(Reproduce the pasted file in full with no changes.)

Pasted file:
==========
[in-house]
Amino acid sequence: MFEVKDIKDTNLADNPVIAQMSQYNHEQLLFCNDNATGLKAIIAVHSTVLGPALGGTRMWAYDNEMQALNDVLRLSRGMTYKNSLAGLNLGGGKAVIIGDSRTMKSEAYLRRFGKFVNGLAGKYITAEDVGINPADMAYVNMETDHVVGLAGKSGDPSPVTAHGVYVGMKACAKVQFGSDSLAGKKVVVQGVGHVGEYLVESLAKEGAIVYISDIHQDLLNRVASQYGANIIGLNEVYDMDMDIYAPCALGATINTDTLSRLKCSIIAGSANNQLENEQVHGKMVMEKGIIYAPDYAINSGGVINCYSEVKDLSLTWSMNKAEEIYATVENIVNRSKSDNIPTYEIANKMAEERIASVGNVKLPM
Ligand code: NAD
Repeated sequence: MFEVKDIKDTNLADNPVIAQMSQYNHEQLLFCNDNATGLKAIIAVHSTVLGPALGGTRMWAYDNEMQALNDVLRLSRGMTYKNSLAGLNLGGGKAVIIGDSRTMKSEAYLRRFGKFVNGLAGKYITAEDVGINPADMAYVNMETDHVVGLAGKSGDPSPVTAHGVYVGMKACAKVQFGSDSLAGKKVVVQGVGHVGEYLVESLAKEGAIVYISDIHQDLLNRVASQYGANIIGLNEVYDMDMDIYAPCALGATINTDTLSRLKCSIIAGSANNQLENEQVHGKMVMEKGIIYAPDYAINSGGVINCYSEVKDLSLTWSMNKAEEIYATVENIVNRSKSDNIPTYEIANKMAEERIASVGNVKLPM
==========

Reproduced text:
[in-house]
Amino acid sequence: MFEVKDIKDTNLADNPVIAQMSQYNHEQLLFCNDNATGLKAIIAVHSTVLGPALGGTRMWAYDNEMQALNDVLRLSRGMTYKNSLAGLNLGGGKAVIIGDSRTMKSEAYLRRFGKFVNGLAGKYITAEDVGINPADMAYVNMETDHVVGLAGKSGDPSPVTAHGVYVGMKACAKVQFGSDSLAGKKVVVQGVGHVGEYLVESLAKEGAIVYISDIHQDLLNRVASQYGANIIGLNEVYDMDMDIYAPCALGATINTDTLSRLKCSIIAGSANNQLENEQVHGKMVMEKGIIYAPDYAINSGGVINCYSEVKDLSLTWSMNKAEEIYATVENIVNRSKSDNIPTYEIANKMAEERIASVGNVKLPM
Ligand code: NAD
Repeated sequence: MFEVKDIKDTNLADNPVIAQMSQYNHEQLLFCNDNATGLKAIIAVHSTVLGPALGGTRMWAYDNEMQALNDVLRLSRGMTYKNSLAGLNLGGGKAVIIGDSRTMKSEAYLRRFGKFVNGLAGKYITAEDVGINPADMAYVNMETDHVVGLAGKSGDPSPVTAHGVYVGMKACAKVQFGSDSLAGKKVVVQGVGHVGEYLVESLAKEGAIVYISDIHQDLLNRVASQYGANIIGLNEVYDMDMDIYAPCALGATINTDTLSRLKCSIIAGSANNQLENEQVHGKMVMEKGIIYAPDYAINSGGVINCYSEVKDLSLTWSMNKAEEIYATVENIVNRSKSDNIPTYEIANKMAEERIASVGNVKLPM